After its arpeggiated intro, “Speak to the Wild” jumpstarts the album. A crackling, muscular beast of a song, its jangly assault slowly and surely builds over eight and a half whole minutes, and when Moore stops singing in the middle, the guitars burst apart as if they’ve wrecked the amplifier, yelping and whining through a piercing linear solo that eventually leads to a total breakdown, upon which it all starts over from the beginning. The slower, messier, and more sublime “Forevermore” repeats the same trick, but for a longer amount of time, and the two pseudoacoustic numbers, “Tape” and “Vocabularies,” squeeze as many creaky, glowing riffs from Moore’s deceptively clear strumming as the uptempo title track does from his roaring powerchord charge. When the instrumental “Grace Lake” breaks out toward the end, the band reaches its peak, tipping over into blissful catharsis as thicker, rougher textures underpin a fluttering lead solo as bright and thin as a sunbeam. Throughout the record, Moore reclaims his mastery over the machine — a fraught, conflicted embrace of urban technology is the linchpin of all noise-rock, evoked and ironized by screeching guitar chaos, and Moore puts a new spin on this idea not just by tuning his instruments differently but, as with so many late-period Sonic Youth albums, by making said chaos achingly humane and beautiful. Although The Best Day feels shorter and slighter than any Sonic Youth album, or Ranaldo’s recent solo albums for that matter, somehow this only increases the impact; it’s sharper and more lyrical in its rumination. Originally conceived as a supremely challenging alienation effect, Moore’s dissonances and weird harmonic scales have since become their own established tradition, and consequently music that from the outside sounds harsh turns sweet and warm under all that static. Even on the faster songs, the mood is calm, mature. Immerse yourself in the electric noisefest and discover a therapeutic bath.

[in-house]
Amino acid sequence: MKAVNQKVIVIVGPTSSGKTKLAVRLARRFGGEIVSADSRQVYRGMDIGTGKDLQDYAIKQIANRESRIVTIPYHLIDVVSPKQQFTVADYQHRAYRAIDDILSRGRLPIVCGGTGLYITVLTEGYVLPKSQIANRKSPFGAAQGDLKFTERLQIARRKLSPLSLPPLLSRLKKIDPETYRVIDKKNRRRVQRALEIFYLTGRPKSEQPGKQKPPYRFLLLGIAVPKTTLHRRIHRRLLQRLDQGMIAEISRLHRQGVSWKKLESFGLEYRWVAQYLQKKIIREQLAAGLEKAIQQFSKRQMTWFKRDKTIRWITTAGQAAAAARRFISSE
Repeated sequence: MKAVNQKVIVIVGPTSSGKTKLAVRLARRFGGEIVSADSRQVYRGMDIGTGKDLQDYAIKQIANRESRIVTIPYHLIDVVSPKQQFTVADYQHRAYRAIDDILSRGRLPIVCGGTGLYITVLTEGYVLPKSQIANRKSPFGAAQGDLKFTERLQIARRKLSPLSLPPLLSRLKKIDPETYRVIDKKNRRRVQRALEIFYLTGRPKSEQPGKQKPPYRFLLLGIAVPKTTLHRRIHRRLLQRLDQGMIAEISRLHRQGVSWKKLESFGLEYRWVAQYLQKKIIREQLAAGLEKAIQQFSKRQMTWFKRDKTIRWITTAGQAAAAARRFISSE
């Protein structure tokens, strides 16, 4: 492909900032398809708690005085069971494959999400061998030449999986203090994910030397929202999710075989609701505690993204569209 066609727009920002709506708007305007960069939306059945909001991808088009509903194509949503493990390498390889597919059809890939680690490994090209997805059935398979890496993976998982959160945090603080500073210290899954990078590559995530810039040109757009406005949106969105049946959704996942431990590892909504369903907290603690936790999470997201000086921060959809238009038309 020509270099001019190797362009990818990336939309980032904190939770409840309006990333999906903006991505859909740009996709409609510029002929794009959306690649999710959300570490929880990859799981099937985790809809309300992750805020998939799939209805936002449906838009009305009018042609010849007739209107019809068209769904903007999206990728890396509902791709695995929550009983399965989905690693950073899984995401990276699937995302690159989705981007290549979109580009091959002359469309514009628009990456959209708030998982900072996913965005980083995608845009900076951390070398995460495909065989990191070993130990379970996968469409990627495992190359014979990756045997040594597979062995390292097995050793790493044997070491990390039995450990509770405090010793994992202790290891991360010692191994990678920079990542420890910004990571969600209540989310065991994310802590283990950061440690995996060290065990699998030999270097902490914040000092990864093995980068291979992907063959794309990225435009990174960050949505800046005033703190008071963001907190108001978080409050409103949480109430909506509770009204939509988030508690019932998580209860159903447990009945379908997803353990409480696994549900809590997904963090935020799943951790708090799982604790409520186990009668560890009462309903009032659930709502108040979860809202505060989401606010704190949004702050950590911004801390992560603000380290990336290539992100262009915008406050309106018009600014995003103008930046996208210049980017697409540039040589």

The Best Day is a small gem in a long and rich career full of them. It finds its own musical corner within a vastly original style that has already been fleshed out considerably. One could argue that Moore’s expertise has become routine; certainly the comforting aspects of his guitar sound have subsumed the edgy ones. But that doesn’t make his music any less edgy. He’s found a strong band with whom he can explore his aesthetic ideas and shatter the walls with rock & roll energy. There’s no reason he couldn’t keep making these records forever.